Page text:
Studying in the Department of English at Dhaka University: An Analysis of Learners’ Motivations, Expectations and Reality

Motiur Rahman


The yearly enrollment of freshmen in universities at undergraduate level in the English Department at Dhaka University requires attention for manifold reasons. This transition from the previous institution involves not only an admixture of expectations and shock on the learners’ part due to the exposure to an entirely new academic system but also the very idea of university admission to one particular department (i.e. English with two possible options of majoring in language or literature later in their MA years) comes with its own complex realities. In order to seek a possible answer to this multifaceted issue in relation to the framework of tertiary education in a Bangladeshi context, it is of absolute necessity to examine if gaps exist between what the students of this department from different localities expect and what they face in reality. In order to identify any possible gaps as such, this study surveys the opinions of seventy first-year students from the Department of English, University of Dhaka followed by a focus group discussion of ten final year students. The survey examines their expectations and motivations they had prior to their admission into the department, and also presents their reflection on the changes and congruities in those opinions. The questions include issues of motivation, attitudes, in-class tasks, distribution of courses, contribution of teachers, classroom materials, and the overall learning environment in the department. The findings of the study show a number of possible causes of gaps between student expectations and reality. In order to ensure a smooth transition of the students from higher secondary to tertiary level, these gaps needs to be addressed.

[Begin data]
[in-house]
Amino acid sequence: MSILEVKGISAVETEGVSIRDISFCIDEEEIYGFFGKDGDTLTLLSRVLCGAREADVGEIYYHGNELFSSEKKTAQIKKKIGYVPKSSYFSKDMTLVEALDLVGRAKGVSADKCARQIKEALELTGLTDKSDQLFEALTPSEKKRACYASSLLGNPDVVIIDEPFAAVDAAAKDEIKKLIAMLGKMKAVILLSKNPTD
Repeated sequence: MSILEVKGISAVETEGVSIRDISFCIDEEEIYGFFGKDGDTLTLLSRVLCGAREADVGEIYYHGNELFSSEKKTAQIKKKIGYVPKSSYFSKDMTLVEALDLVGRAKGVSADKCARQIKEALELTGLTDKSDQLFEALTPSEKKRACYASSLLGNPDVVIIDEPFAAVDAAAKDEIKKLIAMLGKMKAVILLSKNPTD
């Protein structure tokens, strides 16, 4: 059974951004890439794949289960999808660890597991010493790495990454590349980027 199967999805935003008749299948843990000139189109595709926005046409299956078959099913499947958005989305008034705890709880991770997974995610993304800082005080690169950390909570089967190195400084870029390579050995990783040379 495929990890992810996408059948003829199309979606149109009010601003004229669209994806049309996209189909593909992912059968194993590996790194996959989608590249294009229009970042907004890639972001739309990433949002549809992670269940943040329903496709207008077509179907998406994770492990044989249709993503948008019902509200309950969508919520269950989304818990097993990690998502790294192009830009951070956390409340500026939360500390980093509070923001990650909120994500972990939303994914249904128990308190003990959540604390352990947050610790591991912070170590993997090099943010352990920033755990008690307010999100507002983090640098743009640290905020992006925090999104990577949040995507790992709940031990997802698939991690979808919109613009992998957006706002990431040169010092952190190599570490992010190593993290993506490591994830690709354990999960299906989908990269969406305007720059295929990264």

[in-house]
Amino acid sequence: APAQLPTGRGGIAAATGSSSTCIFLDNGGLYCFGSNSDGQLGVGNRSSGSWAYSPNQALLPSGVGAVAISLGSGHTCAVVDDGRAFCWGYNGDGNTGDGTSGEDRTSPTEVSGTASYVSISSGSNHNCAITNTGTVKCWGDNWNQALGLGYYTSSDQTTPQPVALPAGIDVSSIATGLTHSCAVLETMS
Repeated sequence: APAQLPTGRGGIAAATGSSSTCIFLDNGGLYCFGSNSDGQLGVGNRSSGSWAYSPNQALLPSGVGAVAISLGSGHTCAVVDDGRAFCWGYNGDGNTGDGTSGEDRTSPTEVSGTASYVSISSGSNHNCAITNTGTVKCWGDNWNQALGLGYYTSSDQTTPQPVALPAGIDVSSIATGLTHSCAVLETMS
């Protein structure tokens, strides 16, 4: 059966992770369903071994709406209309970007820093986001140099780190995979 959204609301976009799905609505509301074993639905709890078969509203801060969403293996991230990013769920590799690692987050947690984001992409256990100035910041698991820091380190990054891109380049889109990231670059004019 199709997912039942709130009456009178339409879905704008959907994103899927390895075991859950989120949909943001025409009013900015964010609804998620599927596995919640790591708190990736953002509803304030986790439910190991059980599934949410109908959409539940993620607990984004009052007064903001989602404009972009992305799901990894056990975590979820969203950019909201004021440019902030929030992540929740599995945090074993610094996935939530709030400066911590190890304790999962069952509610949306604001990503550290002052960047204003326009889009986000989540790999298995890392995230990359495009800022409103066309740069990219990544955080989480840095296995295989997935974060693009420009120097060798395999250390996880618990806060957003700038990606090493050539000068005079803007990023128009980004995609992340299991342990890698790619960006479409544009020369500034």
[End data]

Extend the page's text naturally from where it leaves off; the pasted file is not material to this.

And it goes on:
Student transition, learner motivation, ELT practices, public universities

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